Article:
Book Review: Art Theft and the Case of the Stolen Turners

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Art Theft and the Case of the Stolen Turners
Sandy Nairne (Reaktion Books, £20, *£17)

On December 20, 2000, the Tate Gallery issued a press release: two of Turner’s most famous paintings, Shade and Darkness-The Evening of the Deluge and Light and Colour (Goethe’s Theory) The Morning after the Deluge, stolen on July 28, 1994, when on loan to a Frankfurt museum, had been recovered. It marked the conclusion of more than eight years of fraught negotiations, which saw Sandy Nairne, then director of programmes at the Tate, emerge from the rarefied world of academe into the murky underworld of European crime, as curator turned art sleuth.

Mr Nairne gives a gripping account of the complex and delicate negotiations for the recovery of the Turners. Acting throughout ‘under authority from the Charity Commission, the Department for Culture, Media and Sport, and a court order issued in April 2000′, as well as the blessing of Tate Trustees, loss adjustors, German authorities and the Met, he embarks on numerous trips to Frankfurt with veteran art detective ‘Rocky’ Rokoszynski and meets with the mysterious lawyer Edgar Liebrucks, acting as middleman with those in possession of the paintings (the thieves themselves are already in jail). Widely held to be Balkan gangsters-whom Mr Nairne distances as ‘the other side’-they want the deutschemark equivalent of approximately £3.1 million. It is a fraction of the paintings’ £24 million value, which was paid out by Hiscox insurance.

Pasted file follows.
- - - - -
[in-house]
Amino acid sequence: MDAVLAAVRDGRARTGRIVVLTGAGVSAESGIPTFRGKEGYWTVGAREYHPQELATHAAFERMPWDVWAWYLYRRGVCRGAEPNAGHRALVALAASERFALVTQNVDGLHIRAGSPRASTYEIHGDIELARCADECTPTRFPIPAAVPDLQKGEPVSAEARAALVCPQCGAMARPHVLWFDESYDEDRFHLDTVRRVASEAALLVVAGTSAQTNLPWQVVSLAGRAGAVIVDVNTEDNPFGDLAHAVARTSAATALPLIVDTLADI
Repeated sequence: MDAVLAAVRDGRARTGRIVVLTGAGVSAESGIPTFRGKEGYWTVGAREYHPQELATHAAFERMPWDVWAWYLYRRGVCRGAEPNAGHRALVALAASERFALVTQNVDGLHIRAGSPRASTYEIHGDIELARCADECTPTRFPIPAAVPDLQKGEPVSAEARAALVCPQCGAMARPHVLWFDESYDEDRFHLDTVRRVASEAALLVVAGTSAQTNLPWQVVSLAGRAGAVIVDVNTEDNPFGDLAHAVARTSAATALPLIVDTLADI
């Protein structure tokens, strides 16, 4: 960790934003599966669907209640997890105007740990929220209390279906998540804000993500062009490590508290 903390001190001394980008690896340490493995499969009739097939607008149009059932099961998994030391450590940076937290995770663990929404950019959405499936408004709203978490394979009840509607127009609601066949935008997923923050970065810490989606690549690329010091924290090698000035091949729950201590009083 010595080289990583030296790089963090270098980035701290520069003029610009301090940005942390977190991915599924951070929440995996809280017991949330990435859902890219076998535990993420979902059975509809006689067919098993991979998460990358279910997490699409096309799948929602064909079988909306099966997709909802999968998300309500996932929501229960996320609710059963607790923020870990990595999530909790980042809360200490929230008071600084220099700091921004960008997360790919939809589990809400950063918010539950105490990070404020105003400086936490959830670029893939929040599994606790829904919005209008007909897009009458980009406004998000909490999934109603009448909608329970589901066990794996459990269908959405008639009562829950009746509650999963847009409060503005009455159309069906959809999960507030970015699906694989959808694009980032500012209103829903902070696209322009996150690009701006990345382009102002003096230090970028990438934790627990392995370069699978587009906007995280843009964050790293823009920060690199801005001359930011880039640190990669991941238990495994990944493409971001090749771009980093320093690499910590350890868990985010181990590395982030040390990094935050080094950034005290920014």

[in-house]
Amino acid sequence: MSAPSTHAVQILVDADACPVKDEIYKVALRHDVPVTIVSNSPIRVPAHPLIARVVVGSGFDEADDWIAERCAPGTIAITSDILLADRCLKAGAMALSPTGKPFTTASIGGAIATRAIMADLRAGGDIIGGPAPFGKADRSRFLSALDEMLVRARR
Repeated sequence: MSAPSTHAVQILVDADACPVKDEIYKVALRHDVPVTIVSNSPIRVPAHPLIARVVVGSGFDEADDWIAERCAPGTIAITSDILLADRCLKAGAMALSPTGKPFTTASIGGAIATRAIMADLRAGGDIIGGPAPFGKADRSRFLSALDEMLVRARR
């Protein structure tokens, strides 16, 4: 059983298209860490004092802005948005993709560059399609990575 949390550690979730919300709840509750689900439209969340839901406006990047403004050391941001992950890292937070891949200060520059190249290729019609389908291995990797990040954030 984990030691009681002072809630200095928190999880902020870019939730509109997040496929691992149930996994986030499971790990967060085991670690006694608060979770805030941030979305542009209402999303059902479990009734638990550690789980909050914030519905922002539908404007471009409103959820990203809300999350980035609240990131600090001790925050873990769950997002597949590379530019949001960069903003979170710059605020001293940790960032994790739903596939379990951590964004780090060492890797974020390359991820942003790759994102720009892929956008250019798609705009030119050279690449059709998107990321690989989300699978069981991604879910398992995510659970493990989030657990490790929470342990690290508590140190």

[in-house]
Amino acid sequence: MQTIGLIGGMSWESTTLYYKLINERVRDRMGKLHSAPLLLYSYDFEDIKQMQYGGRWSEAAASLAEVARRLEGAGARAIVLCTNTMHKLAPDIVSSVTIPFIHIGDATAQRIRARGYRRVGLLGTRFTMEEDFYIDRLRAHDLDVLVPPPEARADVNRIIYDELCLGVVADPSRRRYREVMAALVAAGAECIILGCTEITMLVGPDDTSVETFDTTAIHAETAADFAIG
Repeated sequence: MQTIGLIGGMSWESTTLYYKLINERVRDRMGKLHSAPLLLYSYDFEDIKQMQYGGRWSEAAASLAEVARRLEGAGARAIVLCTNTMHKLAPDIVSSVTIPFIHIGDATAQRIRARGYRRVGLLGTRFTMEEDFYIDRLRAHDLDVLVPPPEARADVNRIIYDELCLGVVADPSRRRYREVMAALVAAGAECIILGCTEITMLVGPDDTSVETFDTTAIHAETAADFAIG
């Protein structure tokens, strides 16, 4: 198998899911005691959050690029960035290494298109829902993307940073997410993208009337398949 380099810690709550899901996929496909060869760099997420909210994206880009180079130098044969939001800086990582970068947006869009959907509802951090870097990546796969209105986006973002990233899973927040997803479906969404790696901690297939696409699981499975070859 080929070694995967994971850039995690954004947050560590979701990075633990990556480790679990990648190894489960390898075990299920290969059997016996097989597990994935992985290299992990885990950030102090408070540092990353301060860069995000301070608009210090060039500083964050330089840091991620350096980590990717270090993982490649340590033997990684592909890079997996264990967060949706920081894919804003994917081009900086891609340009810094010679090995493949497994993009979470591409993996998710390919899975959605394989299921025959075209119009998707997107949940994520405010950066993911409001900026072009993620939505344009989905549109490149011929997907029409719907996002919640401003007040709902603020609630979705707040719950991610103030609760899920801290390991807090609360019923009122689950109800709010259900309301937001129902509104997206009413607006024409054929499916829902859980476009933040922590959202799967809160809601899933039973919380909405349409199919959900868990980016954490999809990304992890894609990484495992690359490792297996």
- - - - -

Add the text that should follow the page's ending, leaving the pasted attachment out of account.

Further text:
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The whole operation cost the Tate £3.5 million and, after a clever deal brokered by Geoffrey Robinson in 1999, by which the gallery bought back the title to the paintings from the insurers for just £8 million, left the Tate with a healthy surplus.

The second half of the book consists of analysis of the more general questions surrounding art theft-most notably, the issue of ethics and the all-important difference between reward (which is legal) and ransom (which is not). Mr Nairne argues that the Tate’s payment was neither a ransom nor a ‘buy-back’-which would only encourage further theft-but a reward paid to Mr Lie-brucks for his role in the safe recovery of national treasures. The Tate, he stresses, had no direct dealings with the criminals, nor were they granted immunity. A discreet veil is drawn across the ultimate reci-pients of the £3.1 million, and any subsequent action by German police.

It may be a grey area, riddled with semantic niceties, but there is little doubt that Mr Nairne was motivated by the public interest. The paintings are back at the Tate, giving millions pleasure. Put more bluntly, in the words of Mr Rokoszynski: ‘We had the highest judge in the country telling us that it was legal… Call the money whatever you like.’

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